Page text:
[Python-Dev] Handle errors in cleanup code

Nick Coghlan ncoghlan at gmail.com
Mon Jun 12 03:46:22 EDT 2017

On 12 June 2017 at 17:10, Serhiy Storchaka <storchaka at gmail.com> wrote:
> Does it mean that we should rewrite every chunk of code similar to the
> above? And if such cumbersome code is necessary and become common, maybe it
> needs syntax support in the language? Or changing the semantic of exceptions
> raised in error handlers and finally blocks?

No, as in general there's no way for us to reliably tell the
difference between intentionally changing the exception type (e.g.
KeyError->AttributeError and vice-versa), unintentionally changing the
exception type due to a bug in the cleanup code (e.g.
SystemExit->KeyError), and the exception type changing due to external
events (e.g. KeyError -> KeyboardInterrupt).

So in the example given if an expected-and-allowed kind of exception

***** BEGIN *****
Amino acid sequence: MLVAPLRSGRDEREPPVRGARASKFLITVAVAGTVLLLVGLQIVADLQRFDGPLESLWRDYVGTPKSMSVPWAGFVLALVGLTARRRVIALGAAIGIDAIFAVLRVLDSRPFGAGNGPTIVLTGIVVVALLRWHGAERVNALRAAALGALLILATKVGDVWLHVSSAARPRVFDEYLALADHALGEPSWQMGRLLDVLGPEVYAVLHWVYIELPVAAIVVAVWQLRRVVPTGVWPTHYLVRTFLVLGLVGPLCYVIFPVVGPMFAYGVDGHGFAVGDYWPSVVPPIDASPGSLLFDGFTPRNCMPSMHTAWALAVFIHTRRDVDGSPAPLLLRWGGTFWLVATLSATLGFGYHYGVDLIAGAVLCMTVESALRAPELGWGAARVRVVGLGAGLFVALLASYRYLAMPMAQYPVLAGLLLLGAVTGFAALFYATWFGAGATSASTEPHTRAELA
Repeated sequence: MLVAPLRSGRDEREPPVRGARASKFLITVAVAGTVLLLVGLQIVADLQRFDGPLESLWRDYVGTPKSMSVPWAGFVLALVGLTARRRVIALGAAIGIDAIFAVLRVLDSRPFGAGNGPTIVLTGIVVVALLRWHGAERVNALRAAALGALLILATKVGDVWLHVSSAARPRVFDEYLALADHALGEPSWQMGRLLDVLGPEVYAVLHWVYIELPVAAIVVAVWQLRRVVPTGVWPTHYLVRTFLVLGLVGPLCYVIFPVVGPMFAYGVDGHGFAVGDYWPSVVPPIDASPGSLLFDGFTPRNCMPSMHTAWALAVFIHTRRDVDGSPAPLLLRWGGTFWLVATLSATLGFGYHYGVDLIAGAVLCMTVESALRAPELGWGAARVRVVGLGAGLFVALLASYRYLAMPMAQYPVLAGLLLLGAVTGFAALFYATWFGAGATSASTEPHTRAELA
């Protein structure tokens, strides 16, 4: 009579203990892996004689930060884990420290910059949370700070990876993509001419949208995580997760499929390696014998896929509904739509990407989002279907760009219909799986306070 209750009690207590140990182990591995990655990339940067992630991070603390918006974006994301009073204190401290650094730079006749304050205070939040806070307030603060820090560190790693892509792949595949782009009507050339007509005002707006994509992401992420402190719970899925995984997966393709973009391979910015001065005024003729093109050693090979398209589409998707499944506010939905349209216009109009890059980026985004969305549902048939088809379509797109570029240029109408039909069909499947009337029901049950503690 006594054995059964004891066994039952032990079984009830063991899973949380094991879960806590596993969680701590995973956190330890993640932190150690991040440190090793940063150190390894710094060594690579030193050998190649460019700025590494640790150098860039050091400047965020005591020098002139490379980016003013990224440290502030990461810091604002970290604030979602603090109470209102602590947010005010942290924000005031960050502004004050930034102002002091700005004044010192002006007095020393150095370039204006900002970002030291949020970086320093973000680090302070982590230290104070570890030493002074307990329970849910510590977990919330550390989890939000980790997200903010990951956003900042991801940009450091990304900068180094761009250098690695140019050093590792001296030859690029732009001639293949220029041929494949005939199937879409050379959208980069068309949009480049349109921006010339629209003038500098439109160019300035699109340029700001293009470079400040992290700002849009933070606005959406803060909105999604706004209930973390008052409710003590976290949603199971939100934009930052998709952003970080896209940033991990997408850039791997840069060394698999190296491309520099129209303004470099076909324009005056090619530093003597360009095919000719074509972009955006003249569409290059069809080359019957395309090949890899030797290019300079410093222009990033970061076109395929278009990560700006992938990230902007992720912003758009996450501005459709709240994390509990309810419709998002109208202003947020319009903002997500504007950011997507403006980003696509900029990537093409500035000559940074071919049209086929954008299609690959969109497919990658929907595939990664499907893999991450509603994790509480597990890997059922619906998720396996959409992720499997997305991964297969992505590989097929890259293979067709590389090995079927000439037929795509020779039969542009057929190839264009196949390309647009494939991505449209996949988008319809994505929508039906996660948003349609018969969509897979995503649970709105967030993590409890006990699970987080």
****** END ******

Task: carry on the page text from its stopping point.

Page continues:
can escape from "undo_something()", it's not really cleanup code, it's
normal code, and needs to be refactored more like the way most close()
methods work: particular known-to-be-possible exceptions get caught
and reported (or silently ignored), but not propagated.

That last example also shows that the suggested replacement idiom is
incorrect, as it can suppress SystemExit, KeyboardInterrupt, etc.

That said, as far as better builtin support for dynamic resource
management goes: that would currently be contextlib.ExitStack.

I'm also completely open to adding more hooks to let users tweak how
that reports exceptions, including adding a contextlib.ResourceSet
variant, which *doesn't* semantically nest the callback handling the
way ExitStack does, and instead collects any exceptions raised into a
new __cleanup_errors__ attribute on the original exception (thus
leaving the original exception chain untouched).

That would still need some fiddling to work out what to do in the
"exception that doesn't inherit from Exception" case (probably clean
up all the registered resources anyway then raise the first such
exception caught, while still attaching all the others to
__cleanup_errors__ on the original exception), but it's likely to be
significantly more feasible than doing anything at the syntax level.


Nick Coghlan   |   ncoghlan at gmail.com   |   Brisbane, Australia

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